Recent updates to both the Photos and Camera apps have included some really interesting clues, suggesting Google may be planning to put a lot of effort into upping its game with smartphone photographers. The latest update to Snapseed was no different; not only did it bring a few worthwhile new features, but some resources inside the apk also betray plans for the future. Snapseed will be adding enhanced controls for working with white balance in RAW mode and there's an effects randomizer coming to the editor.
Disclaimer: Teardowns are based on evidence found inside of apks (Android's application package) and are necessarily speculative and usually based on incomplete information.
Google I/O has taken its toll. At least that's the way it looks based on the fairly quiet week we've seen for app updates thus far. The biggest update to arrive was for Snapseed, which gained some fairly useful improvements for editing. The focus on images continued with an update to the Photos app, but it didn't appear to bring any notable new features, rather just a bug fix. However, a teardown of the app reveals quite a bit more. Google is lining up some cool improvements to the app, including new sorting methods for albums, new editing controls, and a pretty amazing promo for Nexus devices. Read More
Google Photos is constantly improving and quickly becoming one of my favorite Google services. From shared albums to automatic labeling of people and things, to an exhaustive search function, it's so easy to just upload thousands of photos and let Google take care of managing and organizing them for me. The big annoyance that I kept facing was that plenty of my old photos were tagged with the wrong date and time because they were taken with a standalone camera on which I'd never bothered to adjust the time settings. This resulted in hundreds of photos showing up in the years 1969 (this is not a pun, I swear) and 1980 for some random reason, even though I wasn't even born then. Read More
Everyone's favorite online Photo management tool, Google Photos, is pretty popular. At the company's annual developer conference, I/O, Google just announced that Photos has over 200 million monthly active users, with over 2 trillion labels automatically applied to a variety of different photos. CEO Sundar Pichai said a lot of these were labelling selfies, which is mind-boggling when you think just how many selfies must be taken every day.
These usage statistics are pretty cool, especially for a product which only launched at last year's I/O. I personally use Google Photos for all my photo management, and can attest to how well thought out I find the entire product. Read More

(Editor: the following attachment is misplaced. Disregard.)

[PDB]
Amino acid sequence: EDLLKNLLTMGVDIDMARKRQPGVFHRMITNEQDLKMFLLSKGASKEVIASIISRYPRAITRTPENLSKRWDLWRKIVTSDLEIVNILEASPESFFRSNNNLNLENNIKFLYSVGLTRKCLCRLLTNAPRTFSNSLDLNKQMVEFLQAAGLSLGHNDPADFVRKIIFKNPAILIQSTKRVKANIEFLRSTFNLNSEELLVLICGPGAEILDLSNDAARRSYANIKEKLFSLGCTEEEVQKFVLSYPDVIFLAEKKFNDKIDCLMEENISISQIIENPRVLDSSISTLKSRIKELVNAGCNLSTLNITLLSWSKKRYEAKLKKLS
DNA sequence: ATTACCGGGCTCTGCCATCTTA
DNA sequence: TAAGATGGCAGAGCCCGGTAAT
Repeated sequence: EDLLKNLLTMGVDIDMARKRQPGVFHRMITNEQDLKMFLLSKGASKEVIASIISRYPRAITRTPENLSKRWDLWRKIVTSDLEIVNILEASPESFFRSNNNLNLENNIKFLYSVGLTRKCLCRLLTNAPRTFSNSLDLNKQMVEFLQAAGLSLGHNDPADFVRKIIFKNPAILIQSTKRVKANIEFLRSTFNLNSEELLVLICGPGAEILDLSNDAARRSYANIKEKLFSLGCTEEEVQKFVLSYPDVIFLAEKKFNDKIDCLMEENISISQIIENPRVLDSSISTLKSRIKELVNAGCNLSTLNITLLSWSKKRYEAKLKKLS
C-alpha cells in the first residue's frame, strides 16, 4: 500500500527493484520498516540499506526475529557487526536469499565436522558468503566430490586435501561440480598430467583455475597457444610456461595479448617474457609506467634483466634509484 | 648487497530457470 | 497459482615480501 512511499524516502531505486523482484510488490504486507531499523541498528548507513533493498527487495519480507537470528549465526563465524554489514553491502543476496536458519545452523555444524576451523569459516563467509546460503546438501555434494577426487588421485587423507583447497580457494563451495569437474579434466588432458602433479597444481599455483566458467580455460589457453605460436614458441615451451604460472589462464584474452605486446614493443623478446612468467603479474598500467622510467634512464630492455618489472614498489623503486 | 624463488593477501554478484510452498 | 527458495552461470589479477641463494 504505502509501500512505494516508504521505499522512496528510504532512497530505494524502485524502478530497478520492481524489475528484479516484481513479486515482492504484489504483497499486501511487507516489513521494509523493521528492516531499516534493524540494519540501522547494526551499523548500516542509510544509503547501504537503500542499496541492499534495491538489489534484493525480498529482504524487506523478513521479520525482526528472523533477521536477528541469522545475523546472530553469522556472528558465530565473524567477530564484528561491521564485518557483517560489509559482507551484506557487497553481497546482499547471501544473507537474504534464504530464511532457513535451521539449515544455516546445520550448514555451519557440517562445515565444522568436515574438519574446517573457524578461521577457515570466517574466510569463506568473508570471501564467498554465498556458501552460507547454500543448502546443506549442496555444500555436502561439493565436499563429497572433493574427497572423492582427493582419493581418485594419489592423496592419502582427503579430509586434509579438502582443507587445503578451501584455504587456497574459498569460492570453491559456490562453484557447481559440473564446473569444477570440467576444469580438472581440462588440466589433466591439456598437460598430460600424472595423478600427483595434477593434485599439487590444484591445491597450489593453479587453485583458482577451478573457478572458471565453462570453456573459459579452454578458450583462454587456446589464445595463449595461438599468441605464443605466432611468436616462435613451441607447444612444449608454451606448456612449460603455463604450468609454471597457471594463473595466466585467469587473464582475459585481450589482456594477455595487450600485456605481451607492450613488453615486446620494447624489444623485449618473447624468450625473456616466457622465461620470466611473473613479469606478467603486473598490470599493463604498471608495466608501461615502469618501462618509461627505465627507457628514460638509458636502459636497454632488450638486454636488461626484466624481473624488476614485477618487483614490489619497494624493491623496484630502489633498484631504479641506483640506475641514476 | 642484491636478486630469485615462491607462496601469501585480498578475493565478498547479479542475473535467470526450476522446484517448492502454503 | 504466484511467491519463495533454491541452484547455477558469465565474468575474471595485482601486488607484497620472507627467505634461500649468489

Cody found evidence of an improved smartburst for Google Photos in his v1.16 teardown, and on the v1.17 official changelog it listed 'Improved burst photo support' as one of the points. Now, just after the v1.19 update, it seems the new Smartburst is finally starting to rollout to general users via a server-side update. Read More
Update Wednesday went by a bit quietly with relatively few rollouts. However, the tail end of the day brought a bump to the Photos app with a lot of unusual and interesting changes. There are plenty of visual tweaks throughout the app, not to mention a couple of new features. Auto-generated movies now support custom music and there are some improvements to folder management and SD card support, such as it is. As always, hit the bottom of the post for download links.
Official Changelog: (summarized from Google's post)
- Provide your own music for automatically generated movies
- Folder renaming and partial SD card support
- Replaced the FAB that launched Search with a search bar
- New search interface
- Many other small visual tweaks
Substitute Your Own Music in Generated Movies
Photos, like many other apps and services that have cropped up over recent years, is pretty awesome at stitching together short videos from our pictures and movies, then adding background music to give them some extra punch. Read More
Developers usually use version numbers to convey the amount of change an app has gone through from one release to the next. But what does it mean when Google Maps not only jumps over v9.24 entirely, but also skips forward a patch release to give us v9.25.1? Let's assume it's a sign that there are a lot of new features and not too many bugs. This version certainly doesn't disappoint on new features. There are a bunch of additions to be seen, so let's get right into it.
Unofficial Changelog: (there may be more)
- Contact addresses appear in Your places screen and on maps.
Everything old is new again. If you'll recall, Motorola (before it was gobbled up by Google, then Lenovo) was one of the first Android manufacturers to use a fingerprint sensor. Oddly, they've now become one of the last hold-outs after more reliable technology has made mobile sensors much better. According to a few spy shots of what looks like a new Moto G redesign posted at NowhereElse.fr, Motorola thinks it's just about time to bring them back. Read More
Cloud storage is probably the greatest thing to happen to casual photography since manufacturers started putting decent shooters into smartphones. There's nothing like snapping a couple of group shots and throwing them up on Google Photos without the hassle of hooking a computer to a phone just to move them over first. The catch is that most of us choose not to sync pictures over cellular, instead waiting to get back within reach of Wi-Fi so our data plans don't feel too much abuse. However, there are times you still need to back up a few shots right away, and that's where the latest Google Photos update comes in. Read More